The firm behind a depot that has been operating on a site off a narrow country lane without consent has been given approval to continue - despite objections from three parish councils.

After hearing a range of concerns such as road safety and noise raised on behalf of residents of Dalton on Tees, North Cowton and East Cowton - three North Yorkshire villages between Darlington and Northallerton - the final meeting of Hambleton District Council’s planning committee approved Greenford Haulage Aggregates retrospective proposal off a C-road at Dalton Gates.

An agent for Greenford Haulage Aggregate said the proposal would see 30 vehicle movements a day to and from the site.

He added there were several other operators using the lane and the proposed access with no reported incidents or even near-misses, demonstrating the lane was wide enough for HGVs.

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He told the committee if a move to restrict the site’s operational hours to 7am was agreed the future of the business, which employs 20 people, would be put in jeopardy.

The meeting heard as the site had previously been used as a potato store the aggregate bagging operation was considered acceptable by planning officers.

However, residents and a parish councils representative told the meeting the site had only seen “a potato wagon a week turn up”, so the proposal represented a stark contrast to the type of activity at the site and would lead to many HGVs passing people’s homes at unsocial hours.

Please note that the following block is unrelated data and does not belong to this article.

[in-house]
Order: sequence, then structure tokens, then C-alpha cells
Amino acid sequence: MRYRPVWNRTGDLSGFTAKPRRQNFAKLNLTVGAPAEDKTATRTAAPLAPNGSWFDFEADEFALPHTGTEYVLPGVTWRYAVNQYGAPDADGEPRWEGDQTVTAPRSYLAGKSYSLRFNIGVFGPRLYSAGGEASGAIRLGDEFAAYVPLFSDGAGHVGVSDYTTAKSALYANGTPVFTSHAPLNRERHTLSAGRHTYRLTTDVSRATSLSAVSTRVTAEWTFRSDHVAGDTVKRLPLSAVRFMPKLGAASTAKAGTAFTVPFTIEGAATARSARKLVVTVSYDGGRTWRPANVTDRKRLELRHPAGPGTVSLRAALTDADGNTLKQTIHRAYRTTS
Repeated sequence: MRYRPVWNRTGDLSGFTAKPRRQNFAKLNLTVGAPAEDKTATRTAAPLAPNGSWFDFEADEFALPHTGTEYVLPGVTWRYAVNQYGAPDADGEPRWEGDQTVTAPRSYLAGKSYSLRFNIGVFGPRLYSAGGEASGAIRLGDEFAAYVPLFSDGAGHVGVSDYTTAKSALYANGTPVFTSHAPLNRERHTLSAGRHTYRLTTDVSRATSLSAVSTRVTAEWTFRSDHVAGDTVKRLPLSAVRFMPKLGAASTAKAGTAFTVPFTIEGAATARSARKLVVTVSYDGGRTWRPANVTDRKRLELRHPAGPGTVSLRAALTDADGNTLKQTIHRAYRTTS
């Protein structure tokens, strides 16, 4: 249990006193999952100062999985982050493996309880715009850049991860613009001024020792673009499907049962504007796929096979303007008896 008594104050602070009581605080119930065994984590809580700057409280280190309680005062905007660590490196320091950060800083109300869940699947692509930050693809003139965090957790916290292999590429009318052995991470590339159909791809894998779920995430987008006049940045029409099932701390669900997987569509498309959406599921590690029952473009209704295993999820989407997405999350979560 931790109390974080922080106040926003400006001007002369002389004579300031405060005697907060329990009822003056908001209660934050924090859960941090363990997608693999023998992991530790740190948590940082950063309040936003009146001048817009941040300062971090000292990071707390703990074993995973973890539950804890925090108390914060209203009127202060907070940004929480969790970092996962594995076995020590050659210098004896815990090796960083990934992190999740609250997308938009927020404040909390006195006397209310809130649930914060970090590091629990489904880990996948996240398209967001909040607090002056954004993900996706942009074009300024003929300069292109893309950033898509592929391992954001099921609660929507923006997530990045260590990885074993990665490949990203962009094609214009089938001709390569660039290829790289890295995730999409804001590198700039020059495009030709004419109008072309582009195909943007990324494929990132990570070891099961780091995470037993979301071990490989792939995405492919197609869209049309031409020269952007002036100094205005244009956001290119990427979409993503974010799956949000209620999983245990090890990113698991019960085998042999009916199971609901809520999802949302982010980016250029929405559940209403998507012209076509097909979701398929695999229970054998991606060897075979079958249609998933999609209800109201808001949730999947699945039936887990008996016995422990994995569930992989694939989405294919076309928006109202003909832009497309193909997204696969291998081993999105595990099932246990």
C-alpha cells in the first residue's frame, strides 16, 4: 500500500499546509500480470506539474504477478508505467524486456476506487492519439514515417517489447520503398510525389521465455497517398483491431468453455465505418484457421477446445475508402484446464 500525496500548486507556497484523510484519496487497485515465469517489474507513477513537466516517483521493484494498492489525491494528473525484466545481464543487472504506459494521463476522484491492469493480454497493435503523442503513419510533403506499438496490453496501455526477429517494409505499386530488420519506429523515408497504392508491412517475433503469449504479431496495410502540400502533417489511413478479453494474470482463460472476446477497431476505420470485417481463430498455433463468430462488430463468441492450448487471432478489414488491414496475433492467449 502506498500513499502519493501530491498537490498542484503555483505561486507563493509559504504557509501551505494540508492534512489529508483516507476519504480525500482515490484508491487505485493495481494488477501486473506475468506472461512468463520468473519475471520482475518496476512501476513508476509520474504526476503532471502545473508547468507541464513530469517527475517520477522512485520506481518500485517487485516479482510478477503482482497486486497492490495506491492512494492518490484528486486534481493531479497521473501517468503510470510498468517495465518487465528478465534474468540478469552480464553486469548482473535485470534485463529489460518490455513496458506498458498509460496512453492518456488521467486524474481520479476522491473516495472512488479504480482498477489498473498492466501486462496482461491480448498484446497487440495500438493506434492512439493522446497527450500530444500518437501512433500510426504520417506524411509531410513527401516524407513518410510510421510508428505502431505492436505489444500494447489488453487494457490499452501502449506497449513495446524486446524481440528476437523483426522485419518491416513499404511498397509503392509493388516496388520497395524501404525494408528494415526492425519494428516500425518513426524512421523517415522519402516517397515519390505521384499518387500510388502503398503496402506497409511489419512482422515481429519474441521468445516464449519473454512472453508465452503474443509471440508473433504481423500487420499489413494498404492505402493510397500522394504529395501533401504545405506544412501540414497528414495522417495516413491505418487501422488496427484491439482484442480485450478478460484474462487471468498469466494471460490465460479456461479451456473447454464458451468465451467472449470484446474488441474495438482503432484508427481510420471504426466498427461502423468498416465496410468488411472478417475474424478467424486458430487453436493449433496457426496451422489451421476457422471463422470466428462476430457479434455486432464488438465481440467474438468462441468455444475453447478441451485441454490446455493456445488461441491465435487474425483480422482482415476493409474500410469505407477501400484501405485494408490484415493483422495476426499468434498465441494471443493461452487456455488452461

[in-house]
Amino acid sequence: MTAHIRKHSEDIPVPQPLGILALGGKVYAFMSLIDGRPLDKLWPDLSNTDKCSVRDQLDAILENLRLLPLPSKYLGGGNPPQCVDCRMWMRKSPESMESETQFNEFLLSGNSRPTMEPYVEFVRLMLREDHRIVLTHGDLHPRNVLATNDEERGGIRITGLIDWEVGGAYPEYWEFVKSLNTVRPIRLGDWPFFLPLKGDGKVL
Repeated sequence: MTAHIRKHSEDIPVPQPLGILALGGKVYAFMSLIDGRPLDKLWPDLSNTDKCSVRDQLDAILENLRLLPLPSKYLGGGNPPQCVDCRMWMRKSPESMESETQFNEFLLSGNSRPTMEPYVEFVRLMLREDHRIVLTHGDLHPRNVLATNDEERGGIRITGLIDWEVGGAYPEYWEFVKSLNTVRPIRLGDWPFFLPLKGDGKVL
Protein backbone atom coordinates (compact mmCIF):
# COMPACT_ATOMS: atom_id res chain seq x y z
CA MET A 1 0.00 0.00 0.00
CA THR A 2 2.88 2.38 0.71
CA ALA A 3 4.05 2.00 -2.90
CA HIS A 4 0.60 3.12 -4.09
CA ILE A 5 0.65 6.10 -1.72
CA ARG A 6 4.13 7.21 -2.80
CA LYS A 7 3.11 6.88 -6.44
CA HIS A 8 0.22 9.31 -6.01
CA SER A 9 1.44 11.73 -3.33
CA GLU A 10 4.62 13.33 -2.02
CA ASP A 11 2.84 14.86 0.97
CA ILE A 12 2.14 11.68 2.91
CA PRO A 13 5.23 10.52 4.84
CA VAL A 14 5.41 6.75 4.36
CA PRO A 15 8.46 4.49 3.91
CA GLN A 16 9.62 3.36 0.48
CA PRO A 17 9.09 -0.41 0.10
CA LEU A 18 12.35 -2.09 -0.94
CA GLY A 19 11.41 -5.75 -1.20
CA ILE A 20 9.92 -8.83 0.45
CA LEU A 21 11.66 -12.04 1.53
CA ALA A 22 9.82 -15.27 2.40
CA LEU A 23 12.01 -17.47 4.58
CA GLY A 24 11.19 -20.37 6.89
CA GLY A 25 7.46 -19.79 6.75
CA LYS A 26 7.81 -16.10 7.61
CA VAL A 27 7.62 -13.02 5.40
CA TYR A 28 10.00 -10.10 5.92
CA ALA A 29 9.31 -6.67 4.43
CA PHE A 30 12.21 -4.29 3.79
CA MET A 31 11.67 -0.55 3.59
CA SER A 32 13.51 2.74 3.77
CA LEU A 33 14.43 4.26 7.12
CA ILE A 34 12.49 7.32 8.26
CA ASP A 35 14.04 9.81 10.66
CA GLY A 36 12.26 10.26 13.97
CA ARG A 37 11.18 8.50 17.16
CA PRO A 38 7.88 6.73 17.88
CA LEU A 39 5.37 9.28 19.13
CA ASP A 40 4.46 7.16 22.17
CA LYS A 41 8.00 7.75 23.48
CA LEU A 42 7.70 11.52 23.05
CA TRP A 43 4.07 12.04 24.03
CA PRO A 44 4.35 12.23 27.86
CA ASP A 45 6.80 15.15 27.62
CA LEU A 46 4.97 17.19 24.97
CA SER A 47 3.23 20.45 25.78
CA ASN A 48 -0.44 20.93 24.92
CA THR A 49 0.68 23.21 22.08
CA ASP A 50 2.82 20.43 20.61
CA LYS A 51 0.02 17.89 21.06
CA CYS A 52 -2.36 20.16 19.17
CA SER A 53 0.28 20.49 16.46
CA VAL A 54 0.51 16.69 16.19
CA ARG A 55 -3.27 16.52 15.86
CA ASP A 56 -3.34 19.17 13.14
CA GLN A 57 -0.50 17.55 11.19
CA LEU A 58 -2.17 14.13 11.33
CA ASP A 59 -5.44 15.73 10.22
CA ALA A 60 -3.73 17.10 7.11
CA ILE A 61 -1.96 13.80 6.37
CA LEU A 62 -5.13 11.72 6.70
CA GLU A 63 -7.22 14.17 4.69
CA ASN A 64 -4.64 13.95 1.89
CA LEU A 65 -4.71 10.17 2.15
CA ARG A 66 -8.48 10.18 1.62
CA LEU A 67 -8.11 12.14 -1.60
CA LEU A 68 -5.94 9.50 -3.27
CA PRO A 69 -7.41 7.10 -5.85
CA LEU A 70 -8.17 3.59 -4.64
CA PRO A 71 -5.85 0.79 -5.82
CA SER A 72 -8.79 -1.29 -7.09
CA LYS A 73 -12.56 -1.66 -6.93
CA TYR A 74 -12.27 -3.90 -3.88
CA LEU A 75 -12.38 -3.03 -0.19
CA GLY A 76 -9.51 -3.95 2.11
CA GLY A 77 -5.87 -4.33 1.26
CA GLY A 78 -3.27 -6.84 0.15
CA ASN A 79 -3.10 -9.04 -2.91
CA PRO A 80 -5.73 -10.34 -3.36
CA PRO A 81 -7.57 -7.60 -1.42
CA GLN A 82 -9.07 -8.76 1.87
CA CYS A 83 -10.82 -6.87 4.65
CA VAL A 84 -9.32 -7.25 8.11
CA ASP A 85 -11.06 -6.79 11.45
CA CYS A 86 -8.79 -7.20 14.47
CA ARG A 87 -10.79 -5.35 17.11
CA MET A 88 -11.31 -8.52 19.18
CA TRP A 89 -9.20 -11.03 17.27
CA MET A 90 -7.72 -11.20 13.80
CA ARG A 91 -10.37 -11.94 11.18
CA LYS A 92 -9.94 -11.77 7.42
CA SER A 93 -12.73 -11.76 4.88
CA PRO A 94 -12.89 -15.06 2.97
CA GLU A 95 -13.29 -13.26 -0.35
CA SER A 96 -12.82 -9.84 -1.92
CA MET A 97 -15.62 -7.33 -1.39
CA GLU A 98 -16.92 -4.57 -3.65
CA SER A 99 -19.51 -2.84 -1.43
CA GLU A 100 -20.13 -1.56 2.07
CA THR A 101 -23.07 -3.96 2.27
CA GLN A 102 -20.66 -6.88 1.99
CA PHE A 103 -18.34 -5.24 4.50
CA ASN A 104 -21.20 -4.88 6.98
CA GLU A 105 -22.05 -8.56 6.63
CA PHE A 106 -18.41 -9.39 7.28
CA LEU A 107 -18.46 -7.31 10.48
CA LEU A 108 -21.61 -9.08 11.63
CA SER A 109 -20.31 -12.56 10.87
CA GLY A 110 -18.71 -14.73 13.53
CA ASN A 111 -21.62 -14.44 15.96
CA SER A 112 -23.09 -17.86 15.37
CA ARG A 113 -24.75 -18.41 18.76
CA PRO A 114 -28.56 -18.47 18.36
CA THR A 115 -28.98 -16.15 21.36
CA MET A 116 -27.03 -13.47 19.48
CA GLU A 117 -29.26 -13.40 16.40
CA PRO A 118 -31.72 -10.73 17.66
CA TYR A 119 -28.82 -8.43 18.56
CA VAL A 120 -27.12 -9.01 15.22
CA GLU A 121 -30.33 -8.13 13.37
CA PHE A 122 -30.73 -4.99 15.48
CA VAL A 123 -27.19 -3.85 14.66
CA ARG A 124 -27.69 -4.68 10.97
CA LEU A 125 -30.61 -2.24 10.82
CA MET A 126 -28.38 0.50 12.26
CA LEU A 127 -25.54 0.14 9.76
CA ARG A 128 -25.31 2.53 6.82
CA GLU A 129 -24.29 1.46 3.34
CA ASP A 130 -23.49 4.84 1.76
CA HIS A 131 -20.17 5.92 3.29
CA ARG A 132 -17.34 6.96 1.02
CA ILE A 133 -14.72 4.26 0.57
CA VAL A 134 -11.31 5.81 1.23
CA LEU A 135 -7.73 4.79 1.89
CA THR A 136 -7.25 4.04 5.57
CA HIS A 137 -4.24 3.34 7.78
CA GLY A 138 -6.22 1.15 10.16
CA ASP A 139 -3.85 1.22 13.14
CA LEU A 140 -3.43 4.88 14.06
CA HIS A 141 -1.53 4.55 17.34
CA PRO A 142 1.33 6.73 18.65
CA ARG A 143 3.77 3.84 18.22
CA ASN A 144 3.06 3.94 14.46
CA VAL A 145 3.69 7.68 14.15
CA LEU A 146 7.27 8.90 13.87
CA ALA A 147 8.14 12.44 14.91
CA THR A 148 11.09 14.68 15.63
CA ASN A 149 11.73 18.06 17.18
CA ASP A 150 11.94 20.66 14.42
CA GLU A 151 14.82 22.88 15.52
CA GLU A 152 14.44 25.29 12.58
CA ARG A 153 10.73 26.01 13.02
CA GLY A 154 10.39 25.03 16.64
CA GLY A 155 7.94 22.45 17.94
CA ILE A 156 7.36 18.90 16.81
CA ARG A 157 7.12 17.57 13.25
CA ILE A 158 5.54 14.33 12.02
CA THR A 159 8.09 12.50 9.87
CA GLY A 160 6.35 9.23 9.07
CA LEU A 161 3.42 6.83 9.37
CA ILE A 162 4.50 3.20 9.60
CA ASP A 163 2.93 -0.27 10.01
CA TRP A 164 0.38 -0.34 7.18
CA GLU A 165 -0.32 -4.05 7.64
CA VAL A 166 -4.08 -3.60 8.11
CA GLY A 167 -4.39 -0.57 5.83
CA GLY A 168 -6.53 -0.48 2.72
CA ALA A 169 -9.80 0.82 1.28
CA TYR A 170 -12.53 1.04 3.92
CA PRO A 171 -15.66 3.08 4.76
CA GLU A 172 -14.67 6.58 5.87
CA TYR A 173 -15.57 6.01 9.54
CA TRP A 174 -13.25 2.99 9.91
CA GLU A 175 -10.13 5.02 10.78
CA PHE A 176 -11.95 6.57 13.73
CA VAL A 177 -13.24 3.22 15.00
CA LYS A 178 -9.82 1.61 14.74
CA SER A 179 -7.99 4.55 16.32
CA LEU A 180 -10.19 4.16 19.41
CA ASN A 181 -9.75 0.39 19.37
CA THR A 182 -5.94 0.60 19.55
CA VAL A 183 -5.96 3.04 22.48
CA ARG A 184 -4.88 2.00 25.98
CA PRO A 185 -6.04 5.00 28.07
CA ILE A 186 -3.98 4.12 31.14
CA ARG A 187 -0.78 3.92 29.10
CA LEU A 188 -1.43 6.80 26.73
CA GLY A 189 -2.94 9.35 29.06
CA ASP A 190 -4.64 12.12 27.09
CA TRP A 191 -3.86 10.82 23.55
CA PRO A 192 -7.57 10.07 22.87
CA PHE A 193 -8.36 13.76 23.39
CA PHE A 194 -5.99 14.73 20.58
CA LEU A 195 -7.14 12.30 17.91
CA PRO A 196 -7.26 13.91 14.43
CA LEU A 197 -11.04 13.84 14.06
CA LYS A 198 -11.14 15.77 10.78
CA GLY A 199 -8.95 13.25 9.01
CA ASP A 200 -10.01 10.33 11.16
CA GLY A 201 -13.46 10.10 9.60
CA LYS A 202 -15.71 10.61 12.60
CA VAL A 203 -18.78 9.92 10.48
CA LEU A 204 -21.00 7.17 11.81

One resident said: “The noise of these vehicles can be heard as soon as they leave the site. This is a noise pollution issue we can hear coming a mile away. The local opinion is that the current volume of HGV activity in this area is unacceptable and we are adding to it.”

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Another resident described the lane as one of the most unsuitable C-roads in the area to take HGVs due to the number of 90-degree bends in close proximity and the lack of a footpath, leaving people with nowhere to go when two HGVs were passing.

Nevertheless, some members argued it was unfair to impose restricted hours on “an existing business”, before the committee’s chairman, Councillor Peter Barden emphasised the business did not have any permission to operate from the site.

Councillor John Noone said the county council’s highways department were not prepared to do anything to improve safety on the lane, adding “as they usually do there’s no objections and no observations no matter how serious it is”.

He said: “It is very hard for us as a committee to go against what they are saying because it could go to appeal straight away.”

Councillor David Webster called for the permission to be limited to two years to give the operator a chance to find an alternative site.

He said: “To my mind the right site would be where the aggregate is produced.”

Ahead of members approving the change of use of the site and limiting operational hours to a 6am start, Councillor Kevin Hardisty disputed residents’ claims over previous uses of the site.

He said: “I’ve known this site for many years. It is an industrial site. There’s no question about that and Hambleton is a business-friendly local authority.”